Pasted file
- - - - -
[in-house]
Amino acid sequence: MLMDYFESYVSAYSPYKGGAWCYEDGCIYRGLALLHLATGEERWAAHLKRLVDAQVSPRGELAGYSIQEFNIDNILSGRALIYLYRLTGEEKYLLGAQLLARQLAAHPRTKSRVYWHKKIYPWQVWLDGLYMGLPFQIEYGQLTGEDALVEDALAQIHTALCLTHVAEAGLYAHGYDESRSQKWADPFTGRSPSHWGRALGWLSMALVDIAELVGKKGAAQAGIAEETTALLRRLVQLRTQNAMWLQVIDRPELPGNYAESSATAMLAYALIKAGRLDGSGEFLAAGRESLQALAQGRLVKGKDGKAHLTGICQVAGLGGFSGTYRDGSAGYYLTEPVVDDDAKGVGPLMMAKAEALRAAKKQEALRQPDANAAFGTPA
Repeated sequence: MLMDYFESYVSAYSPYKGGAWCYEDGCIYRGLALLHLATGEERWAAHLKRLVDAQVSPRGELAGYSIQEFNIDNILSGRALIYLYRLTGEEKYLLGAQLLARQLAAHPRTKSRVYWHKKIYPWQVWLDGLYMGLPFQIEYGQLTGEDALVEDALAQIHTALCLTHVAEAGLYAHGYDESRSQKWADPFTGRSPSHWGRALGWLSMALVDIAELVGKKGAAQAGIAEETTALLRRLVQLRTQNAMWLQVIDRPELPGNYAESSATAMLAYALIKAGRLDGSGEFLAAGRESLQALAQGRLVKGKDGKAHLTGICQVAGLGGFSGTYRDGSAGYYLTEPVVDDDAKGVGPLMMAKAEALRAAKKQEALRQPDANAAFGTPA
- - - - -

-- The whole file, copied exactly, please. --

[in-house]
Amino acid sequence: MLMDYFESYVSAYSPYKGGAWCYEDGCIYRGLALLHLATGEERWAAHLKRLVDAQVSPRGELAGYSIQEFNIDNILSGRALIYLYRLTGEEKYLLGAQLLARQLAAHPRTKSRVYWHKKIYPWQVWLDGLYMGLPFQIEYGQLTGEDALVEDALAQIHTALCLTHVAEAGLYAHGYDESRSQKWADPFTGRSPSHWGRALGWLSMALVDIAELVGKKGAAQAGIAEETTALLRRLVQLRTQNAMWLQVIDRPELPGNYAESSATAMLAYALIKAGRLDGSGEFLAAGRESLQALAQGRLVKGKDGKAHLTGICQVAGLGGFSGTYRDGSAGYYLTEPVVDDDAKGVGPLMMAKAEALRAAKKQEALRQPDANAAFGTPA
Repeated sequence: MLMDYFESYVSAYSPYKGGAWCYEDGCIYRGLALLHLATGEERWAAHLKRLVDAQVSPRGELAGYSIQEFNIDNILSGRALIYLYRLTGEEKYLLGAQLLARQLAAHPRTKSRVYWHKKIYPWQVWLDGLYMGLPFQIEYGQLTGEDALVEDALAQIHTALCLTHVAEAGLYAHGYDESRSQKWADPFTGRSPSHWGRALGWLSMALVDIAELVGKKGAAQAGIAEETTALLRRLVQLRTQNAMWLQVIDRPELPGNYAESSATAMLAYALIKAGRLDGSGEFLAAGRESLQALAQGRLVKGKDGKAHLTGICQVAGLGGFSGTYRDGSAGYYLTEPVVDDDAKGVGPLMMAKAEALRAAKKQEALRQPDANAAFGTPA